The Biggest Hospital Physician Recruiting Myth: “All we need are candidates.” – How the lack of a competitive selling orientation in hospital recruiting costs the industry billions, a case study of a typical physician search, and a proven solution to improvement and savings. [2,549 words. Approx reading time: 45 min.]
I have a background in major stockbrokers and commercial real estate firms – two industries where the sales representatives deal with high-earning clients (like hospital recruiters deal with physicians), they view their work as the extreme of competitiveness and their organizations pay and incentivize them to improve their numbers. Sales training and account management, along with state-of-the-art selling tools are a must in these businesses, where account representatives are held 100% accountable – they have quotas, their closing percentages are tracked – even the volume of phone calls they make are monitored.
In a decade of supporting hospital recruiting efforts – as a retained specialty recruiter when I invented Online Job Tour® and then after leaving recruiting through seven years in test market of it, what still stands out to me is hospitals do not think they need to “sell” and “compete.” The people who set policy for hospital recruiting, those who make recruiting materials and 95% of hospital recruiters do not have high-caliber professional selling experience or professional sales training.
Hospital recruiting is more of an administrative process than selling. There is hesitation to cold call recruit or be exclusive with prospects. Hospital recruiters have no sales tool – which is unheard of for sales professionals. There is no professional approach to qualifying candidates, no benchmarks and closing strategies through the process, no expertly-choreographed interview visits with guides who have “masters-degree knowledge” of all factors related to jobseeker needs. There is also no “transition” protocol or a professional retention program after the placement – all things that sales pros not only do, but they are trained to continue the relationship with the client after the sale.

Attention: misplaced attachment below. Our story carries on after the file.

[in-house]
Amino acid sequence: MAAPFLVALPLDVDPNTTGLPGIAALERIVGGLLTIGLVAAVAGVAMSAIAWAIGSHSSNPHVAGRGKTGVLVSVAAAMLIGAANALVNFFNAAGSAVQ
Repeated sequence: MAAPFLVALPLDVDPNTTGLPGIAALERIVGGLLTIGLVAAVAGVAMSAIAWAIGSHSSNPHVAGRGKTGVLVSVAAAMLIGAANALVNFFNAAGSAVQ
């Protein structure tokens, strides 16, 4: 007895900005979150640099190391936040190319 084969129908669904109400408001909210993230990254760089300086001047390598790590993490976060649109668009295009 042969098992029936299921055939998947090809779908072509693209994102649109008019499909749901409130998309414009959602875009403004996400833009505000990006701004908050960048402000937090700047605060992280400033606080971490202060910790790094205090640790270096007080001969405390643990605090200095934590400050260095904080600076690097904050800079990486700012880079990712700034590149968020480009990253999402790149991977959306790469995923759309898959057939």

Is the hospital recruiting process working? Is this the right question?
Hospital recruiters stay busy. The placement is eventually made and there is satisfaction, and often a pat on the back from the administrator. But is this the way to measure recruiting success – if the position was eventually filled and if the recruiting personnel are exhausted when it’s over?
- In a decade I have never heard a hospital administrator complain that he isn’t filling physician openings faster. I have never heard an HR person, hospital CEO or in-house recruiter bemoan a poor closing percentage. I have talked with one – just one, hospital company executive that referred to their poor physician retention percentage. I have yet to meet any hospital that uses the resources of key community leaders and board members in any formal way to help sell their jobs. Opportunities to leverage local experts, and technology to offset numerous limitations, are ignored. Process improvement is a key focus if it is required, if there is accountability for more than eventually filling the job, or if there is a financial incentive tied to performance improvement.